Minette Broschofsky represents the iconoclastic Russell Young, known for his portraits of social icons caught in moments of vulnerability that expose the underbelly of celebrity. He screen prints iconic photographs onto linen, uses acrylic paint and enamel, and coats the works with diamond dust that glitters on the surface. One gallery described his impact thus: “He re-invents bold, sometimes brutal imagery turned upon itself in alienation … while bearing witness to the ambition and glamorous excesses of 21st century America.” His photographs of Marilyn Monroe and Jackie Onassis are simultaneously compelling and devastating.

Young’s 2016 exhibitions have ranged from Sao Paulo to Santa Barbara, and his work is in the White House, Getty and Saatchi Collections.

“I look for artists who are unique, whose work fits into the genre of art I do and who are reflective of their culture,” said Broschofsky. “The art world has become global through the Internet—explosively global in the last 10 to 20 years—and that’s very good for artists who were formerly isolated or politically suppressed.” She often finds her artists through gallery shows or art publications.

Broschofsky is the sole U.S. gallery representative of the Dutch artist Jan Grotenbreg. “One of my clients had seen his painting in a magazine and asked me if I could find that artist,” she recounted. “I found him, sold her a couple of pieces and immediately saw what else he had.” Grotenbreg uses concrete for abstract backgrounds in counterpoint to an almost photorealism of horses, bulls and birds in the foreground. “The effect is suggestive of weathered old frescoes or murals of the Middle Ages while at the same time looking quite modern,” commented Broschofsky.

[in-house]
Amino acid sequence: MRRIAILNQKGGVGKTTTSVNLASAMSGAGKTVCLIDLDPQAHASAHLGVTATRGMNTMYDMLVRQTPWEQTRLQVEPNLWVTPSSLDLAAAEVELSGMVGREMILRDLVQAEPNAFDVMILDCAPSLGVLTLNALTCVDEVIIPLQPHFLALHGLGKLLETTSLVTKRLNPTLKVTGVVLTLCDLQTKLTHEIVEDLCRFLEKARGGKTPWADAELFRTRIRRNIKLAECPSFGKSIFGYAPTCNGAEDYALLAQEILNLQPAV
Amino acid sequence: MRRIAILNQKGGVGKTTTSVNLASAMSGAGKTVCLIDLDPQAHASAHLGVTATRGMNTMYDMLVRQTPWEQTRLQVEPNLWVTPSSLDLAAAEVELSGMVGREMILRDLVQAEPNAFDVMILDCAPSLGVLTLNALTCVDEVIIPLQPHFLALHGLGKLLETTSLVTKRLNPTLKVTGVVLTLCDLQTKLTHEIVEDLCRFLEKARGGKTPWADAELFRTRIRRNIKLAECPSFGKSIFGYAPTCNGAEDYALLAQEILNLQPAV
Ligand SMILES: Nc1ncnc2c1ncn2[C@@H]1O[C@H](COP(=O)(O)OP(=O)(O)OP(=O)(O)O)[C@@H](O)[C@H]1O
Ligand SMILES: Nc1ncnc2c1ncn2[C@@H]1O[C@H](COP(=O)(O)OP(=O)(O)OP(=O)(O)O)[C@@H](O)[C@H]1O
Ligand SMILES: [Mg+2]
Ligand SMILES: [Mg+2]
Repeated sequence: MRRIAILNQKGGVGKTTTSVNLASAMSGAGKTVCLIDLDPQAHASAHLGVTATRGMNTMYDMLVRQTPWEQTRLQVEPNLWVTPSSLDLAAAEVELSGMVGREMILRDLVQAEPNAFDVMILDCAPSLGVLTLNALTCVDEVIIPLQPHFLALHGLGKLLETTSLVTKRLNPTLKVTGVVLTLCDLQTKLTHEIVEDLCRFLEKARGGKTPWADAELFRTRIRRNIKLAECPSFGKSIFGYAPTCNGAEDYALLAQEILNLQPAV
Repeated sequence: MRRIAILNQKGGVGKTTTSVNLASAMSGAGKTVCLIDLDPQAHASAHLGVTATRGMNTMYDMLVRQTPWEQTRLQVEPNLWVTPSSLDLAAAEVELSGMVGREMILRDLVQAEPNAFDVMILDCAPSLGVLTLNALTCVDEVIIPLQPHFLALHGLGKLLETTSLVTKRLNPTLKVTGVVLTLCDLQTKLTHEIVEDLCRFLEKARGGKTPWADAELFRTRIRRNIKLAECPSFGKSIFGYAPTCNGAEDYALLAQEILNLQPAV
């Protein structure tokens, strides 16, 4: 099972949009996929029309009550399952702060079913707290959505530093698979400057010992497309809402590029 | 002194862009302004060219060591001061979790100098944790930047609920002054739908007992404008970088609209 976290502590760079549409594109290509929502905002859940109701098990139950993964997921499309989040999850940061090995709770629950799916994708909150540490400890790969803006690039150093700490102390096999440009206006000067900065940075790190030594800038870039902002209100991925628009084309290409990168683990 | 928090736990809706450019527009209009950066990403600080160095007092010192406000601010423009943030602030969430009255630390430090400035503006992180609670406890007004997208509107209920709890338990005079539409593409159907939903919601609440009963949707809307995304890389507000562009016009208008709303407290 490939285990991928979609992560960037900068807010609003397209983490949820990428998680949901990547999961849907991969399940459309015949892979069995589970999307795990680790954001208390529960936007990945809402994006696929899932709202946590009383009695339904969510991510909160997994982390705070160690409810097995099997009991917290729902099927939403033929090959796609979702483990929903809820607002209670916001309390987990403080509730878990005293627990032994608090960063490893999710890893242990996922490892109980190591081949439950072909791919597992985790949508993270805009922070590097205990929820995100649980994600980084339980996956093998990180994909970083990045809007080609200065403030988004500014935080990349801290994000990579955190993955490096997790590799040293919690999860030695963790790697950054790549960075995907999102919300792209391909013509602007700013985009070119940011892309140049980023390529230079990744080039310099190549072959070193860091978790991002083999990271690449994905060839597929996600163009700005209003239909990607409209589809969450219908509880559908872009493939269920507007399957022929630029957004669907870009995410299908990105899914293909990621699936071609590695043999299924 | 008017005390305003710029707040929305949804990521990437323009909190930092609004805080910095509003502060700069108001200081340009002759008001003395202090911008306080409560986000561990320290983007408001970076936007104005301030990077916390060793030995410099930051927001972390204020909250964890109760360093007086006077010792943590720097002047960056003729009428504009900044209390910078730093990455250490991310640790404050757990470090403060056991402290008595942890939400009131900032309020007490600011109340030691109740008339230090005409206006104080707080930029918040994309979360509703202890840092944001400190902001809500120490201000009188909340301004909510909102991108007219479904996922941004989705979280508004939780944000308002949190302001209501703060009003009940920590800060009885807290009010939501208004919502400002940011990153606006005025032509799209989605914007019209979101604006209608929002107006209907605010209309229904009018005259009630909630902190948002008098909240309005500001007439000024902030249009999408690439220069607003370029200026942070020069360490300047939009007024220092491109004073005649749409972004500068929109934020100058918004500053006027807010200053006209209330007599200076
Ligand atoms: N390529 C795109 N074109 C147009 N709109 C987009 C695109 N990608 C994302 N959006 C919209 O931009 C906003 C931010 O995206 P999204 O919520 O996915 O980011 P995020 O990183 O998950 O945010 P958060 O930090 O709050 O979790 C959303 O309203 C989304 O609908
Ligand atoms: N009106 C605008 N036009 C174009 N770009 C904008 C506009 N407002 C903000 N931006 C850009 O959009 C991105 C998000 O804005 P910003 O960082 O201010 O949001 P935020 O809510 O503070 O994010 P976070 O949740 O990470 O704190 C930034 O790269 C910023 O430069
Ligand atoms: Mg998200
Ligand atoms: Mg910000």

"Black Man Face," by Alexander Calder, 1970, at Lipton Fine Arts.

“Black Man Face,” by Alexander Calder, 1970, at Lipton Fine Arts.

Gary Lipton of Lipton Fine Arts deals almost exclusively in 20th Century Masters such as Calder, Dubuffet, Miro, Jasper Johns and Saul Steinberg. His business model differs radically from other galleries in Ketchum in that he owns all of the work he shows—he doesn’t take work on consignment. He also boasts a buy-back guarantee: if after five days the buyer does not want the work and returns it in like condition, Lipton will refund 80 percent of what the buyer paid.

“I started collecting when I was 16,” said the Bloomfield Hills, Michigan, native. “I struggled to buy my first work, which was a Calder gouache, and started visiting art dealers and galleries. The ones I liked represented international art—so my eye was drawn to those artists from an early age.”

While Lipton buys only work that he would hang on his own walls, he makes no bones about being a for-profit business. “I had a hell of a year in this town because I sell name-brand artists and because of the Internet,” he said. “I sell all over the world because when people Google Chagall or Annie Leibovitz, my name comes up.

Currently Lipton is in the process of setting up a website for local artists he admires. “I’m doing this because I truly feel there are extremely talented artists in this Valley and being attached to my website will give them exposure, the Internet has become that profound.”

The Internet and technology allow Lipton to reside in this valley where he says, “God would live” and sell to an international audience. “I’ve had a lot of fun, no pressure, and I’m doing exactly what I want!”

This article appears in the Issue of Sun Valley Magazine.